Facebook global creative director Andrew Keller on why creative ideas need to build communities
Brands and businesses must remember what the internet was made for - connecting people - says Facebook’s global creative director Andrew Keller.
Andrew Keller on why community is key to creativity
Keller joined Facebook as global creative director in 2016, after having been chief exec and executive creative director at CP&B.
Ahead of his talk at Spikes about creativity and community, Keller spoke to The Drum about his mission to find “work that astounds communities” during the creative event and gave a hint as to what his talk would be about.
Your talk is about community, what does that mean in a creative context?
I will focus on the role of community in building creative ideas that bring people together and change the world. The whole point of the internet, at its birth, was to connect people to each other. But connection alone is not enough if it does not create meaning. Meaningful communities can come together around anything - from being a new parent to sharing a sneaker obsession. These communities cut across gender, across borders and geographies; they are people coming together to share passions, values, have fun and do good. Creative ideas that give people ownership and build community are important to me.
How often do you find yourself in APAC?
Over the past year and a half, I've been in South Korea, Thailand, Singapore and most recently Australia for a client council meeting and to meet with creative agencies and clients in the area. I absolutely love the people. There is a welcoming spirit and kindness across all the places I've visited in APAC. And of course the food. I've sampled the curries, chili crab, fried chicken, BBQ, Soju and enjoyed a window seat at Icebergs in Bondi.
What differences do you see in creativity in APAC versus the US?
There is a great sense of creative optimism in the region given that many people are going online for the first time and seeing the world through the lens of mobile. The number of different languages, the heritage of art and culture and the melding of tradition and modernity also creates a kind of cognitive diversity that is very exciting and leads to rich creative ideas. It's also a place where community is so strong and the work reflects both the beauty and the tensions within that.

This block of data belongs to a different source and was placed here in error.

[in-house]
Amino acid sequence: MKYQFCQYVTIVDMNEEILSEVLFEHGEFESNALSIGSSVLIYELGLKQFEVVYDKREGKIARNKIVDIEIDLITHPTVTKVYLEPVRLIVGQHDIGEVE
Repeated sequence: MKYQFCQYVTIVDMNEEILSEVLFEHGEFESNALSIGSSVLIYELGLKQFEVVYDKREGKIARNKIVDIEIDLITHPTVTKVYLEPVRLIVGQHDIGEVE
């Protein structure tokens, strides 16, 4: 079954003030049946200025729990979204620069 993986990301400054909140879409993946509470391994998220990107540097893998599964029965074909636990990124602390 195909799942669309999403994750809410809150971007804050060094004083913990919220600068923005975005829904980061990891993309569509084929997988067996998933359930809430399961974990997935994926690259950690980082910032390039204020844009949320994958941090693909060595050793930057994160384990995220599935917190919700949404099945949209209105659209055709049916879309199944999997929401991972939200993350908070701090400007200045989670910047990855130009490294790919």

What are you hoping to see at Spikes?
One of my favorite things about working at Facebook is the fact that I get to work across the industry with so many different types of businesses and agencies. So going to festivals like Spikes is very much about meeting new people and celebrating work creative agencies are bringing to the table. I'm also hoping to see what I call “work that astounds communities.” By this I mean work that inspires, celebrates, entertains and empowers people.
What topics in the industry are interesting you at the moment and why?
We are in a new era of brand building. In a mobile world, people have almost infinite choice and total control of where they spend their time. Yet, connecting and creating meaningful relationships has never been more important for brands. This has profound implications for businesses and advertising. I'm interested in what comes after the disruption. How can we harness these digital canvases to create experiences and drive actions that are relevant and impactful for our audiences? There is also this idea that the next billion people who come online are going to use social media in ways that are fundamentally different than what we've seen so far. So I'm very interested in working with agencies and brands to tell stories that work across all devices and in any geographic location.
The Drum will be reporting from Spikes this week. To keep up to date with the latest content, check out The Drum’s Spikes Asia page.
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